Atomic spectroscopy, a branch of analytical chemistry, has a rich history dating back to the 19th century (6). Its foundations were laid by scientists like Robert Wilhelm Eberhard von Bunsen and Gustav Robert Kirchoff in the mid-1800s, using their new technique termed atomic spectral analysis to discover the elements cesium and rubidium. Prior to their development of this technique in 1859 they had discovered that each element has unique spectral lines useful for identification and quantification. They further developed the spectroscope, which enabled the observation of spectral lines emitted by excited atoms when subjected to high temperatures or electrical discharges. This marked the birth of flame atomic emission spectroscopy (AES), atomic absorption spectroscopy (AAS) (7–9), and the use of spectroscopy for astrophysics.

The late 19th and early 20th centuries saw the discovery of new atomic spectroscopy techniques, including atomic fluorescence, spark atomic emission, and arc atomic emission spectroscopy. The advent of spectrographs and photographic plates improved spectral analysis (10).

In the mid-20th century, the development of inductively coupled plasma (ICP) and other modern atomic spectroscopy techniques, such as combined ICP with mass spectrometry (ICP–MS), enhanced the sensitivity, precision, and applicability of this measurement field. Today, atomic spectroscopy plays a critical role in environmental analysis, materials science, and various areas of chemical analysis (11).

New materials, components, and instrumentation, innovative sample preparation, and refined data analysis techniques are rapidly advancing the modern field of atomic spectroscopy (12).

About Spectroscopy

Now in its 38th year, Spectroscopy’s mission has been to provide thoughtful, relevant, and informative content—peer-reviewed science, thought-leader contributed articles, and expert columns and tutorials in the fields of atomic and vibrational spectroscopy using UV-vis, Fl, Raman, IR, NIR, THz, NMR, HSI, ICP-OES, ICP-MS, LA-ICP-MS, AAS, AES, LIBS, and XRF, as well as chemometrics and artificial intelligence (machine learning). Spectroscopy has a print circulation of more than 20,000 readers, and is indexed in the Web of Science, Journal Citation Reports, Scopus, EBSCOhost, and CAS Source Index (CASSI) Search Tool, and Digital Object Identifier (DOI) system. Spectroscopy link is: (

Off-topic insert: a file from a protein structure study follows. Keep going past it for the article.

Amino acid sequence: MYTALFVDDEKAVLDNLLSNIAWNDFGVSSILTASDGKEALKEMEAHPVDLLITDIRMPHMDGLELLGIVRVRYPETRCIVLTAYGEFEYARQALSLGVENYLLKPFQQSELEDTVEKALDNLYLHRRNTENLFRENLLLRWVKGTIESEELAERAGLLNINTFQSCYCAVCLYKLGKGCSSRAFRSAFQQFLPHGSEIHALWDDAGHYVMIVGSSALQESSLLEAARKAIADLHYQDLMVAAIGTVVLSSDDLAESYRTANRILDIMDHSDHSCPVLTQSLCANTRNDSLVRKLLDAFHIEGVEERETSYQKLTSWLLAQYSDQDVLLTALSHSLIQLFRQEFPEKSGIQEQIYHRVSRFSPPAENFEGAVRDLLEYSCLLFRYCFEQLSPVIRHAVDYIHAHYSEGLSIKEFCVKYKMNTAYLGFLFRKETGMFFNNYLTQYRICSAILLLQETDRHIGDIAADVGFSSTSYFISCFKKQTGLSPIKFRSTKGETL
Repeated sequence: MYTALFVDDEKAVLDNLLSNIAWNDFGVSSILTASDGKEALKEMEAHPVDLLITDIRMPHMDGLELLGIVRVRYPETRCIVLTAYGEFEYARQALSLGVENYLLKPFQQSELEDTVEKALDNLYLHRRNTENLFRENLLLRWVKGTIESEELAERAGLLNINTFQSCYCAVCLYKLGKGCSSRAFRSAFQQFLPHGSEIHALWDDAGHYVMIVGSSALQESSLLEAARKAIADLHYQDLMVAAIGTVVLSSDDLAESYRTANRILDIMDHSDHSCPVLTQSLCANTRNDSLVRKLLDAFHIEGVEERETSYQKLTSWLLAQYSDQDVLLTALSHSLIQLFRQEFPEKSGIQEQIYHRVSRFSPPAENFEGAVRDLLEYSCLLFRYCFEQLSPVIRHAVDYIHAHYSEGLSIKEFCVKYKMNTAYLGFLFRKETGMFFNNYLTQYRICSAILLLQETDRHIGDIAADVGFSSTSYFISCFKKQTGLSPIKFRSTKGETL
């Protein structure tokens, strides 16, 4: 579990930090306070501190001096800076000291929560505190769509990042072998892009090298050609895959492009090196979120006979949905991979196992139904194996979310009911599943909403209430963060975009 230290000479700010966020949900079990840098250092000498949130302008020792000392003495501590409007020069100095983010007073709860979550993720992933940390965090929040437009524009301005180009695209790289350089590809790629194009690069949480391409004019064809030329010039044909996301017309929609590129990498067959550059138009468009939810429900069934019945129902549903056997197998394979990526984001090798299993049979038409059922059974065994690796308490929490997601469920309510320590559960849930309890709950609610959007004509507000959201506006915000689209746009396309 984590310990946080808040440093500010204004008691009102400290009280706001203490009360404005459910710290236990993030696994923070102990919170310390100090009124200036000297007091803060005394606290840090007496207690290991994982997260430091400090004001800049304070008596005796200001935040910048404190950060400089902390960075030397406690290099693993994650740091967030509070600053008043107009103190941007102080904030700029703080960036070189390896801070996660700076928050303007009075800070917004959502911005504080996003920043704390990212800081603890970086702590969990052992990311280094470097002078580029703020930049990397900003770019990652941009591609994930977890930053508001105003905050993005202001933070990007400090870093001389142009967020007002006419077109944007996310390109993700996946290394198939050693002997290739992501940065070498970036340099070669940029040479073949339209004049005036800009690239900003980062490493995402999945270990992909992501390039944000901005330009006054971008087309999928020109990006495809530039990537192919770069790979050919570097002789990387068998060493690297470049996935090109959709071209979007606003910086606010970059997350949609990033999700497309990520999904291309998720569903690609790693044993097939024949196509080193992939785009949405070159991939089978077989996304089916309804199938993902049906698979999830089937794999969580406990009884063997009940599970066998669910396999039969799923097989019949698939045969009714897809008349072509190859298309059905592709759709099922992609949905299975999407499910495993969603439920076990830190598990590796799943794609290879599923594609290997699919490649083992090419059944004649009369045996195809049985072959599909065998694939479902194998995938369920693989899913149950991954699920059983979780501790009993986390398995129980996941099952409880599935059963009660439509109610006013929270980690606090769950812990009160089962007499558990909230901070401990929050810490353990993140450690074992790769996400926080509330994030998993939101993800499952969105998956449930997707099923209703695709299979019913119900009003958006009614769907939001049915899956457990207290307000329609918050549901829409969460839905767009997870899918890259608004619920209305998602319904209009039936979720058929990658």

References and Further Reading

  1. Sommer, A. J. Infrared Spectroscopy. Spectroscopy 2020, Special Issues-09-02-2020, 12–15. (accessed 2023-10-30).
  2. Coblentz, W. W. Investigations of Infra-red Spectra.. , 1905, (Vol. 35). Carnegie institution of Washington. (accessed 2023-10-30).
  3. Nobel Prize in Physics 1930. (accessed 2023-10-30).
  4. Raman, C. V.; Krishnan, K. S. A New Type of Secondary Radiation. Nature 1928, 121 (3048): 501–502. DOI:10.1038/121501c0. S2CID 4128161
  5. C.V. Raman The Raman Effect – Landmark. American Chemical Society, Archived from the original on 4 March 2020. (accessed 2023-10-30).
  6. A Timeline of Atomic Spectroscopy. Spectroscopy 2006, 21 (10) Online: (accessed 2023-10-30).
  7. Winefordner, J. D.; Fitzgerald, J. J.; Omenetto, N. Review of Multielement Atomic Spectroscopic Methods. Appl. Spectrosc. 1975, 29 (5), 369–383. (accessed 2023-10-30).
  8. Koirtyohann, S. R. A History of Atomic Absorption Spectroscopy. Spectrochim Acta Part B At Spectrosc. 1980, 35 (11-12), 663–670. DOI: 10.1016/0584-8547(80)80006-1
  9. Koirtyohann, S. R. A History of Atomic Absorption Spectroscopy from an Academic Perspective. Anal. Chem. 1991, 63 (21), 1024A–1031A. DOI: 10.1021/ac00021a001
  10. Hieftje, G.M., 2000. Atomic Emission Spectroscopy—It Lasts and Lasts and Lasts. J. Chem. Educ. 2000, 77 (5), 577. DOI: 10.1021/ed077p577
  11. Krzciuk, K. Intelligent Analysis of Samples by Semiquantitative Inductively Coupled Plasma-Mass Spectrometry (ICP-MS) Technique: A Review. Crit. Rev. Anal. Chem. 2016, 46 (4), 284–290. DOI: 10.1080/10408347.2015.1053106
  12. Evans, E. H.; Pisonero, J.; Smith, C. M.; and Taylor, R. N. Atomic Spectrometry Update: Review of Advances in Atomic Spectrometry and Related Techniques. J. Anal. At. Spectrom. 2021, 36 (5), 868–891. DOI: 10.1039/D1JA90016A